“Emily Dickinson had one request for her funeral,” Charlotte said, ignoring Linden. “She wanted to be buried in a white coffin.”
Charlotte didn’t go to her brother’s funeral. She went to the river instead. It was colder than usual and the water was wild. She walked along the edge slowly, letting the sides of her bare feet tip toward the rushing water. She didn’t think about the way her brother’s body looked inside the coffin at the church. How his skin had aged twenty years from four hours of being submerged in water. She didn’t think about how his body was thrown against rocks, caught in tangles of weeds, and pounded against banks, the bones broken and skin scarred. She knew she could never look at him again. She could never look in his water-filled eyes without wondering if she could have saved him.
• • •
Charlotte undid the last button and pulled the dress from the stand. It felt heavy in her hands. She brought the fabric to her nose and inhaled. The smell was oddly familiar. She thought she heard the sound of rushing water and she turned sharply. The room was silent.
“Can you help me with the buttons?” Charlotte asked Linden as she pulled her own shirt over her head and stepped into the dress.
“I think we should go home,” Linden said. Charlotte ignored her and began to work the buttons herself. The sleeves were too short and crept up her forearms.
“What are you going to do?” Linden asked Charlotte when the dress was securely fastened around her body. The girl was rattling the dice in her palm.
Charlotte didn’t answer but lay down on the twin bed. “This is how Emily Dickinson would have looked.” She closed her eyes. “Right before she died.”
• • •
It was Charlotte’s idea to go to the cemetery. It was a short walk from the museum. The grave was surrounded by an iron fence and a tall oak shaded the square of grass. The cemetery was old and many of the gravestones were askew and decayed. Linden liked to trace the epigraphs with paper and colored pencils. Sometimes that was the only way to be able to see the dates and Linden liked that. But tonight she was wary of the wilted flowers and upturned angels. She followed Charlotte obediently, her feet trailing the shadow of Emily Dickinson’s white housedress. Charlotte’s skin was so pale in the moonlight it was nearly translucent.
Charlotte was convinced that it was at the poet’s grave that Emily Dickinson would come back from the dead.
“Why is this so important?” Linden asked her. “Why is it so important that we raise Emily Dickinson from the dead? This isn’t a fun game anymore.” Linden always liked games. She liked the challenge of them. She liked the rules. When Charlotte first asked her to go to the poet’s house, it sounded like a challenge. A game. Now, following the shadow of a girl dressed in a dead woman’s dress, the rules had been broken.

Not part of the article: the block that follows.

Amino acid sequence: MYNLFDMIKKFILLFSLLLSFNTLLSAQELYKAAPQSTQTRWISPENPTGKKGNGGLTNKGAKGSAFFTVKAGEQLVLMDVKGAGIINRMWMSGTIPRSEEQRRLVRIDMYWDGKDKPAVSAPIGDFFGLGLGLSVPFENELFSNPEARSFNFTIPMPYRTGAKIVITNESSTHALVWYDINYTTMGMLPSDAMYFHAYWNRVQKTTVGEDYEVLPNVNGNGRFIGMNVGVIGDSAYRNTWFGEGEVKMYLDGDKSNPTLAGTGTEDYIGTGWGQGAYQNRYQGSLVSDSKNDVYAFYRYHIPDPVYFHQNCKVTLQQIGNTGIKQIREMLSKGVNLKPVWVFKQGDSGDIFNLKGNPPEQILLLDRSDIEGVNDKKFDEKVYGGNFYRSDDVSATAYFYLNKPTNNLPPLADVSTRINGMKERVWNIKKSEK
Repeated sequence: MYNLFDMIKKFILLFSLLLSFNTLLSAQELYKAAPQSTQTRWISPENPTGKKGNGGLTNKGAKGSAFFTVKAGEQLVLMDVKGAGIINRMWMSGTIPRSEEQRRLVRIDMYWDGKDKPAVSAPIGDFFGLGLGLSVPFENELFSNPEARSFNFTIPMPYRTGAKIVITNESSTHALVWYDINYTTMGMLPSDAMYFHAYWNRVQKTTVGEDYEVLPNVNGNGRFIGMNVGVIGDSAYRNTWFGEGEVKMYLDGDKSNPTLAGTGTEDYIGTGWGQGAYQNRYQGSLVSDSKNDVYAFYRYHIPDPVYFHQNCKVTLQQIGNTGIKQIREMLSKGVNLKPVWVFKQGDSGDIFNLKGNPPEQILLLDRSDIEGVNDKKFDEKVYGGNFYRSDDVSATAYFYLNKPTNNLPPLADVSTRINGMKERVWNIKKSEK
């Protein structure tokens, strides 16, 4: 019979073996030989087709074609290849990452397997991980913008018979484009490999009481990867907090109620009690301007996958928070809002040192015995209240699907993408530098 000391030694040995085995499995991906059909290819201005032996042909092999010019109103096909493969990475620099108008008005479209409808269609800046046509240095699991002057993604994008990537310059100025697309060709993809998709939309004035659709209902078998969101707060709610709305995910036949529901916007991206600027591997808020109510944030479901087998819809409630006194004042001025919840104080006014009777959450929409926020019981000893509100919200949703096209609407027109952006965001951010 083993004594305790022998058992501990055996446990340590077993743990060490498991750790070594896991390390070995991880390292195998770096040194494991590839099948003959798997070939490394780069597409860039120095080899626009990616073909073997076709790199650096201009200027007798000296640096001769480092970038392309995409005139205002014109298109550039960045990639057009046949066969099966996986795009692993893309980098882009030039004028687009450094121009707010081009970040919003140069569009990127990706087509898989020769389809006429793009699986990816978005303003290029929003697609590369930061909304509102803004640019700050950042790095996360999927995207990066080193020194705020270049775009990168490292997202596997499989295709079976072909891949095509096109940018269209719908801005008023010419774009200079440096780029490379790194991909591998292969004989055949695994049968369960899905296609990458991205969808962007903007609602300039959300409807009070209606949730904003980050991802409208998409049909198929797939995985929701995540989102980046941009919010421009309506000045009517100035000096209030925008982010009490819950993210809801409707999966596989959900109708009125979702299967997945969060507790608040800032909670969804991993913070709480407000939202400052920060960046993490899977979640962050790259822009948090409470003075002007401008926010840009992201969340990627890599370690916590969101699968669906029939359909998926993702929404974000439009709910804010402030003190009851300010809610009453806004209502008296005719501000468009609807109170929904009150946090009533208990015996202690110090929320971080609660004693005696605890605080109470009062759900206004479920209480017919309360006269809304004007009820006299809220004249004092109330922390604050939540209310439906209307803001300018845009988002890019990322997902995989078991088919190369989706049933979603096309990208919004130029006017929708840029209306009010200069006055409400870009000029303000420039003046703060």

“Wouldn’t you like to know what death is like?” Charlotte asked. Her voice was so quiet Linden could barely hear her words. “Maybe there is a river there.”
Linden flapped her hands by her ears. “Three hundred and fifty people die each year from drowning,” she said.
“I know this is true because I read it in the New York Times when I lived in a brown house 942 miles away before my mom and I packed 25 boxes into an orange truck and my dad was gone, gone, gone.”
Charlotte paused and Linden wondered if she was going to turn around. She wanted to tell Charlotte that she didn’t know if she could raise Emily Dickinson from the dead, that she knew about her brother and this wouldn’t take back what happened at the river, and that her father might not live in a blue house 2,000 miles away because she had never actually seen these things.
Charlotte started walking. “Because I could not stop for death—he kindly stopped for me,” recited Charlotte.
Linden rattled the dice.
Charlotte unlatched the gate to the Dickinson plot and let her hands touch Emily’s gravestone. It was tall and nearly reached Linden’s shoulders. There were small offerings—flowers, poems, rocks, and pieces of paper—surrounding the grave.
Charlotte fell to her knees and Linden knew that the dress would stain. Charlotte wouldn’t be working at the museum anymore, she thought. Gnarls Barkley was circling the fence, a low growl rumbling from his mouth.
Linden squeezed the dice in her palm so tightly she was sure they would leave red marks. She watched Charlotte lie on her back, on the ground, her body directly over the bones of Emily Dickinson. Charlotte folded her arms over her chest and closed her eyes. Linden imagined the soul of Dickinson rising up and seeping into her. She trembled and the jeebies flooded her body. Gnarls Barkley walked up to Charlotte and sniffed her body before lying down beside her. For a moment, Linden wondered which one was the ghost. The night was alive with darkness and Linden closed her eyes. When she opened them Charlotte was still there, lying on the ground and waiting for her breath to even. Linden closed her eyes again and everything was still.
Abigail Rose received her MFA in fiction from Bowling Green State University. Her work has been previously nominated for a Pushcart Prize and been published in Bird’s Thumb Literary Magazine.